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Science Curriculum Overview

Year Group Autumn Term Spring Term Summer term


Can we fix it?

Exploring range of materials

Who has feathers and who has fur?

Body parts – owls, humans linked to… Senses - exploring

How does your garden grow?

Plants: Growing and caring for them


Which materials could the Three Little Pigs use to build their house?

Sorting and classifying materials and the use of everyday materials Season: Autumn/ Winter

Why are humans not like tigers?

Differences and similarities between different animals. Seasons: Spring

What grows in our garden?

Identifying plants Evergreen and deciduous trees Seasons: Summer


Are you attractive enough?


Who would live in house like this?

Animal Variation, habitats and food chains

How did that blossom become an apple?

Plants – seeds/bulbs, need water/light/temp to grow and stay healthy


How do the parts of a plant work?

Plants –function of parts, requirements for growth, investigate way water is transported, life cycle of flowering plant

How do we stay alive?

Human Body – skeleton, muscles Basic needs for survival, nutrition, digestion, exercise and hygiene

What makes the Earth angry?

Rocks and Soils 

How do we see and hear the world?

Light and Sound


What happens when we heat something up or cool something down?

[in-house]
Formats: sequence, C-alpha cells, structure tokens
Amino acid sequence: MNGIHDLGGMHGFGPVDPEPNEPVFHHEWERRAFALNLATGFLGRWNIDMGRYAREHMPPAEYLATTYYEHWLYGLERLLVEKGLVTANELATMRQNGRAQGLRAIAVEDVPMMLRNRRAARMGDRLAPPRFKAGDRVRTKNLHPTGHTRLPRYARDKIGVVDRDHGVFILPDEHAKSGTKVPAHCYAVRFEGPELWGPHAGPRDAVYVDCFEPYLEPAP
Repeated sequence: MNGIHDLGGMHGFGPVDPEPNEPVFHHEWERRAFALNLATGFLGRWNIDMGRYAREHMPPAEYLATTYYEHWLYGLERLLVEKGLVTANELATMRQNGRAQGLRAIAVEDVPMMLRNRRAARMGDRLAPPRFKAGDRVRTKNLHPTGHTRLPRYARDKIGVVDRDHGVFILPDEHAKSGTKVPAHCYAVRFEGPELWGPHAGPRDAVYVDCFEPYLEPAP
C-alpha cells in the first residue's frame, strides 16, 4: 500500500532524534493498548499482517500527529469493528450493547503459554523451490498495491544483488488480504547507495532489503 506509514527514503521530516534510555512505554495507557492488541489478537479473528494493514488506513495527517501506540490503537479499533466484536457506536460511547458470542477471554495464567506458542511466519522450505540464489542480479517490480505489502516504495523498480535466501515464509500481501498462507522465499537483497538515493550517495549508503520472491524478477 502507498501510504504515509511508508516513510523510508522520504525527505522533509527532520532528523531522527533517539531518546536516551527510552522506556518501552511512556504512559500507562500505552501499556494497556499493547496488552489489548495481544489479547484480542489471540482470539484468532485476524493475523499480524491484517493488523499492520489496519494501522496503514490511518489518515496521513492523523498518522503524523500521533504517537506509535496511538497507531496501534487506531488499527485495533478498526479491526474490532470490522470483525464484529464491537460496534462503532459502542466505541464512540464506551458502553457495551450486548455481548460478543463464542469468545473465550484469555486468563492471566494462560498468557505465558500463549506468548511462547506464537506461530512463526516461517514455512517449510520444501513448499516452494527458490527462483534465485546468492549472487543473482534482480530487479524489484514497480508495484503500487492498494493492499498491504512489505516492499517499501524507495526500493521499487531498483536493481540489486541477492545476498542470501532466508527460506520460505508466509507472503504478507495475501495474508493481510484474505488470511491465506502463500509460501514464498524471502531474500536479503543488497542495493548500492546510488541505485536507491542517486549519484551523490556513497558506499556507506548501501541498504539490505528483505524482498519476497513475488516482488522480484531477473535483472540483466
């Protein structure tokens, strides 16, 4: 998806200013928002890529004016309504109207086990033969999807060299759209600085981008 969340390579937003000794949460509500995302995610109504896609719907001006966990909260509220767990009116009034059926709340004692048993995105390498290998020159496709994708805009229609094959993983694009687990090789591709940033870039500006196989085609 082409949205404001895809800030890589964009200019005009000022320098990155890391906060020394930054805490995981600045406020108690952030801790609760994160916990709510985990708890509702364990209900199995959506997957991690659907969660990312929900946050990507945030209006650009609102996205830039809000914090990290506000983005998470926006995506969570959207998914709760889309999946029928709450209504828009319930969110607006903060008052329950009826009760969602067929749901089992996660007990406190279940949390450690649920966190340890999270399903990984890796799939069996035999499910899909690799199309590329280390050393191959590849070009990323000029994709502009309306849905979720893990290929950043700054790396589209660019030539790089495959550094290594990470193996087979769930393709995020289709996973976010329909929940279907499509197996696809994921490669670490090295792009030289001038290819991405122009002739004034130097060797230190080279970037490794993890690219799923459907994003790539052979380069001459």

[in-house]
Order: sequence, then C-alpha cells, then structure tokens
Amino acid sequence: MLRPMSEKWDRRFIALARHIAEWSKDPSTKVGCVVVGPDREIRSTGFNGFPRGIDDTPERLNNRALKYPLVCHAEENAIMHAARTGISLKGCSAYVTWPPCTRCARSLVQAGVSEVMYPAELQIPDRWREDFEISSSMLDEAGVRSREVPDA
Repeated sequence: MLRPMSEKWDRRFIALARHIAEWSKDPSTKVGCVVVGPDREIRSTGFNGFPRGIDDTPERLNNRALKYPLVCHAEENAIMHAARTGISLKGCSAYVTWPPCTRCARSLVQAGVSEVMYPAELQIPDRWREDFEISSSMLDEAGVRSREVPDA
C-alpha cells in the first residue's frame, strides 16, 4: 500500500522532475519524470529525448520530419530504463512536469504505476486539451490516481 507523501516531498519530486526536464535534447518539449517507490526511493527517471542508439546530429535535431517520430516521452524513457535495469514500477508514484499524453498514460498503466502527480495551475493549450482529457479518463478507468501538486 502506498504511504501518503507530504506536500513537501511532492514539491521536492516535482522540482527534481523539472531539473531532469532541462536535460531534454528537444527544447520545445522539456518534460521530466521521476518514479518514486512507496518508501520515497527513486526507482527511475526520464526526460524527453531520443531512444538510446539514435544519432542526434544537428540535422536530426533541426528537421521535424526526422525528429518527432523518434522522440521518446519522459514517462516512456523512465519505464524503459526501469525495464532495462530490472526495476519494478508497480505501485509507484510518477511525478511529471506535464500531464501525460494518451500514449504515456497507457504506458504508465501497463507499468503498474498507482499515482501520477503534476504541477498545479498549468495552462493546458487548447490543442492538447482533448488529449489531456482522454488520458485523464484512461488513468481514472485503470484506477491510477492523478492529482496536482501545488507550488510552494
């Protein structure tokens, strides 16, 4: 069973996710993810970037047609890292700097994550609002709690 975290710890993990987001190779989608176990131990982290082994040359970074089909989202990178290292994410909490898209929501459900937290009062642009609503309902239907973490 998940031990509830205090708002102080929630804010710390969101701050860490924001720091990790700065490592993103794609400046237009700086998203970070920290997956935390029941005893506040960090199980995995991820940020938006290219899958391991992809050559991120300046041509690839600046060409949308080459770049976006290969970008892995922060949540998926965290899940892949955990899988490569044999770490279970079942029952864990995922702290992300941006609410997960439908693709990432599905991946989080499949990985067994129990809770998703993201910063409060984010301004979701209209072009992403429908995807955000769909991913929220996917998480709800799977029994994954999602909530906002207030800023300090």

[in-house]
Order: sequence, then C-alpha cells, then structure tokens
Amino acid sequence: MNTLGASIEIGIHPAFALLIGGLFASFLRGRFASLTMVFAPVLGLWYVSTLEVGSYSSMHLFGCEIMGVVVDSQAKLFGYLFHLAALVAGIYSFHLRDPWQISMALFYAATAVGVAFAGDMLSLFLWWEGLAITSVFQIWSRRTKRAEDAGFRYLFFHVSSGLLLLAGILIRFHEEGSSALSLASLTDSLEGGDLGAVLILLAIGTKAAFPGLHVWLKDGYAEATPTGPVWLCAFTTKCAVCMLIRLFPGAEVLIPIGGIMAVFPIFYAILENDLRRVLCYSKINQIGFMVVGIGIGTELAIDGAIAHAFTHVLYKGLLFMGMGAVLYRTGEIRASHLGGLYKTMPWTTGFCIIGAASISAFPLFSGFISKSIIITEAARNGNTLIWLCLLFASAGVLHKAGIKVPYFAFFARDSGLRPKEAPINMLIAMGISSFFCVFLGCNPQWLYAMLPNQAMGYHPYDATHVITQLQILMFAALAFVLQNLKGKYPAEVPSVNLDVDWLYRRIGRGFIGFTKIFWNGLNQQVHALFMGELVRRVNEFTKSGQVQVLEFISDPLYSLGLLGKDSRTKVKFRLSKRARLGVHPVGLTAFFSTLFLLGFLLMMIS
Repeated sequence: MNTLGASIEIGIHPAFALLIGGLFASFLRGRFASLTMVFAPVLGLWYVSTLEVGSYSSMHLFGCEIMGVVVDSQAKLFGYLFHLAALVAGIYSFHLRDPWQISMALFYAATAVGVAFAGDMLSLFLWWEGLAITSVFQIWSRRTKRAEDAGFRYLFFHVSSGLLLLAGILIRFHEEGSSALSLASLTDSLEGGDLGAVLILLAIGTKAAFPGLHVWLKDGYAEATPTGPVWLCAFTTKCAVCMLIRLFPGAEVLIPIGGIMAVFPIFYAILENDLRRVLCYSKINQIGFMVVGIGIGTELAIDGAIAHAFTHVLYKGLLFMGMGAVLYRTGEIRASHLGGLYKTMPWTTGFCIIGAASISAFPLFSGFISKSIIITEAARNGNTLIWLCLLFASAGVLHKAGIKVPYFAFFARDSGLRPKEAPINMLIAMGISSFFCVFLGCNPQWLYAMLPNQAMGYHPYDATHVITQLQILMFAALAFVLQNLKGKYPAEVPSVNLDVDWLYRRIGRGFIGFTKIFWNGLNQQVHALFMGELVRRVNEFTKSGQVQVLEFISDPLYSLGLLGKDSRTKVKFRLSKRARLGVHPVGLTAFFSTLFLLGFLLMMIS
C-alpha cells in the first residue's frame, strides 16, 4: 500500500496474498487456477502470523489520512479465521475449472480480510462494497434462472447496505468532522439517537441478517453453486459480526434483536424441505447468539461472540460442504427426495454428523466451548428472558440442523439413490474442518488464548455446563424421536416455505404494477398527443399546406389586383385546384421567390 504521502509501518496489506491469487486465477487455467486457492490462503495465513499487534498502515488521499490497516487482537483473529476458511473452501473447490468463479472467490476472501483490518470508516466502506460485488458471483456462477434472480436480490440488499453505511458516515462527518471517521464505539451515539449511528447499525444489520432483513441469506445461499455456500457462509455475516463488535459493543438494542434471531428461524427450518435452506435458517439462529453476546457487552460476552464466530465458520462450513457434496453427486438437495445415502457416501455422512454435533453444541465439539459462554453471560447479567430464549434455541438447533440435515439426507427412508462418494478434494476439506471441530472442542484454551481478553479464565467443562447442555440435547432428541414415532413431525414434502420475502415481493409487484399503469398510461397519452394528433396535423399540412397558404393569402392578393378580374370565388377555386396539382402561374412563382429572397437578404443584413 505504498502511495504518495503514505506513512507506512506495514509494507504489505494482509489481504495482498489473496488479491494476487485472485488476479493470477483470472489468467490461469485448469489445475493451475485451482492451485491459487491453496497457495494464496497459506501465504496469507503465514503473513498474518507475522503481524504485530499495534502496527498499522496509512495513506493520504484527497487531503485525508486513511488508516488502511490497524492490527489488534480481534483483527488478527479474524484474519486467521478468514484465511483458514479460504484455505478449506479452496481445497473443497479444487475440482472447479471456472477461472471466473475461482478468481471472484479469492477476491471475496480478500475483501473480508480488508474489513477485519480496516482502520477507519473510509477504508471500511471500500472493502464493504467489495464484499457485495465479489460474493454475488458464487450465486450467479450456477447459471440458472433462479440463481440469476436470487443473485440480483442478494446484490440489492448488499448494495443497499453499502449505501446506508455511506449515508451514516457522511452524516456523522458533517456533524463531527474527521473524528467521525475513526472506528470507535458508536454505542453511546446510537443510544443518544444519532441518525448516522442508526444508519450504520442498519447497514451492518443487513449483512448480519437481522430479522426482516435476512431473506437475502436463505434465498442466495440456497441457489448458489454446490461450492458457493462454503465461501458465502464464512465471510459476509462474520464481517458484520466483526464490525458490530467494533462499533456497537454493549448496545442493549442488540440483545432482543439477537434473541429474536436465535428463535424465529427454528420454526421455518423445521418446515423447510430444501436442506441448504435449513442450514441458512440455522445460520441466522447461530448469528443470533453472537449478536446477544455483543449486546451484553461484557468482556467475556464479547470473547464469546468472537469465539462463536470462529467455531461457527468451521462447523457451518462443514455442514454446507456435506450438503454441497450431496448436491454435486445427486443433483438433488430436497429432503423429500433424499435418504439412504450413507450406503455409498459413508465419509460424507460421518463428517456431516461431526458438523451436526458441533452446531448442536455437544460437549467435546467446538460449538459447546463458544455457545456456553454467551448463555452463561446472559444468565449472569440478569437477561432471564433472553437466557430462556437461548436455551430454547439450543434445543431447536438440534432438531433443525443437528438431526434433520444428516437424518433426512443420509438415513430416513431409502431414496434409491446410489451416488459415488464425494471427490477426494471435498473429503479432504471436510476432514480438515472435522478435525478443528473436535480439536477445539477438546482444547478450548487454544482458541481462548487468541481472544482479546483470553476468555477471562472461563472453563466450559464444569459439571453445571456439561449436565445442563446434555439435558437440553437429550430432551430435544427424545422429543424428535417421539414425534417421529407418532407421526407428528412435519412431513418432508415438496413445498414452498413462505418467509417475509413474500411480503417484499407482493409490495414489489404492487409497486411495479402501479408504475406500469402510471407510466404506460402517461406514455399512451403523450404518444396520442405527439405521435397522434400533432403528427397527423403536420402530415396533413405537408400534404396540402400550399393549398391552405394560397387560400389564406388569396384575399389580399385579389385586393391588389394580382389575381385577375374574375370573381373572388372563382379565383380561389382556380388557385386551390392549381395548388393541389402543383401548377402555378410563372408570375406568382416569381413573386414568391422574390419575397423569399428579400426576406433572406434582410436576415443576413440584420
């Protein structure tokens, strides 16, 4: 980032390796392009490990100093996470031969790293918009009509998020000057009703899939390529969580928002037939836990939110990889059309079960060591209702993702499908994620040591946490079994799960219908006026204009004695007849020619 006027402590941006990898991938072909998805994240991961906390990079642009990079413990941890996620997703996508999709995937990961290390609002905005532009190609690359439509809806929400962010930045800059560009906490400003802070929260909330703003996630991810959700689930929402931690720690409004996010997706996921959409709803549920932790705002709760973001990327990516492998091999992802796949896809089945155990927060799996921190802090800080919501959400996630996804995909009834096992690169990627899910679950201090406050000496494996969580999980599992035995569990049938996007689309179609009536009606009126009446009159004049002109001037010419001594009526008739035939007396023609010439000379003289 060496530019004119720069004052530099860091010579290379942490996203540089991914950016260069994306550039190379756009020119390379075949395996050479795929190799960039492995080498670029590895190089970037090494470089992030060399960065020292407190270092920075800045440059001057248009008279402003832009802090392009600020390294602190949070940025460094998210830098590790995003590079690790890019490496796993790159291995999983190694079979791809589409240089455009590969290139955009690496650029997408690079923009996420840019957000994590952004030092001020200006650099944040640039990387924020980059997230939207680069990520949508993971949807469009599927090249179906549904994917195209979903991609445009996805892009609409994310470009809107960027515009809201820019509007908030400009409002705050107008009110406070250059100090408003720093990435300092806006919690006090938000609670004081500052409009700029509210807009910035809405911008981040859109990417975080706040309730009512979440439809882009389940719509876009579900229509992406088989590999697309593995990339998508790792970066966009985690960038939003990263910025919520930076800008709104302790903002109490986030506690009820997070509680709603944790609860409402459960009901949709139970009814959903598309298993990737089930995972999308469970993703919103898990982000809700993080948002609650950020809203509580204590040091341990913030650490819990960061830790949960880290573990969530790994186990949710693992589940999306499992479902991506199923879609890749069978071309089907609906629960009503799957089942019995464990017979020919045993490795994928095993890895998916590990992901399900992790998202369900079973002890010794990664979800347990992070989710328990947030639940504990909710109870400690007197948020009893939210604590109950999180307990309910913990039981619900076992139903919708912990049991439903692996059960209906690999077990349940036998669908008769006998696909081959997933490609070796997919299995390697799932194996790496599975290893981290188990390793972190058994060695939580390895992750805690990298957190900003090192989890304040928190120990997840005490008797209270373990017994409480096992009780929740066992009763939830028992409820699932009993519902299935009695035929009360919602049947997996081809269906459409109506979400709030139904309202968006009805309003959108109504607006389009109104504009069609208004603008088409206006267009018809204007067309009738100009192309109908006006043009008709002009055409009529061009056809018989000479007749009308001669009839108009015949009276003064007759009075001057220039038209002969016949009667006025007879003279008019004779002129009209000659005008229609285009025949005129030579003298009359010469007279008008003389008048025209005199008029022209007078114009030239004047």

States of matter – solids/ liquids/gases, temperature change, water cycle

What happens if the electricity goes off?

Electricity (circuit building) and alternative energy forms

Who’s walking in our woods?

Animal habitats and Classification


Would you like to live on the moon?  

Space and Light

Can you feel the force?

Air Resistance, water Resistance Friction, Gears, Pulleys, Levers and Springs

Does it all start with an egg?

Life cycles of plants and animals/Birth, growth, development, and reproduction Changes to humans over time


How do we light up the world?



Can we make potions and lotions?

Properties and changes of materials

What makes us unique?

Classification, Evolution and Inheritance


Rationale for teaching science

‘Must we always teach our children with books? ​Let them look at the mountains and the stars above. ​Let them look at the beauty of the waters and the trees and flowers on earth. They will then begin to think, and thinking is the beginning of a real education.​’ David Pollis, 2007

‘Children are naturally curious. Science at primary school should nurture this curiosity and allow them to ask questions and develop the skills they need to answer those questions.’ Wellcome Trust

Science in our own words

At Carlton Hill Primary School, children are inspired to embrace their inner scientist. We aim to foster their innate curiosity and give them the confidence and skills to better understand their place in the world and how they can make the world a better place. Our method is simple: ‘we ask questions about the world around us… and answer these questions by doing.’

We believe that all children should have equal access and opportunity to experience the awe and wonder that science can reveal and by providing them with a solid foundation in science, we aim to empower them to become lifelong learners and active contributors to a rapidly changing world.

How is our science curriculum organised?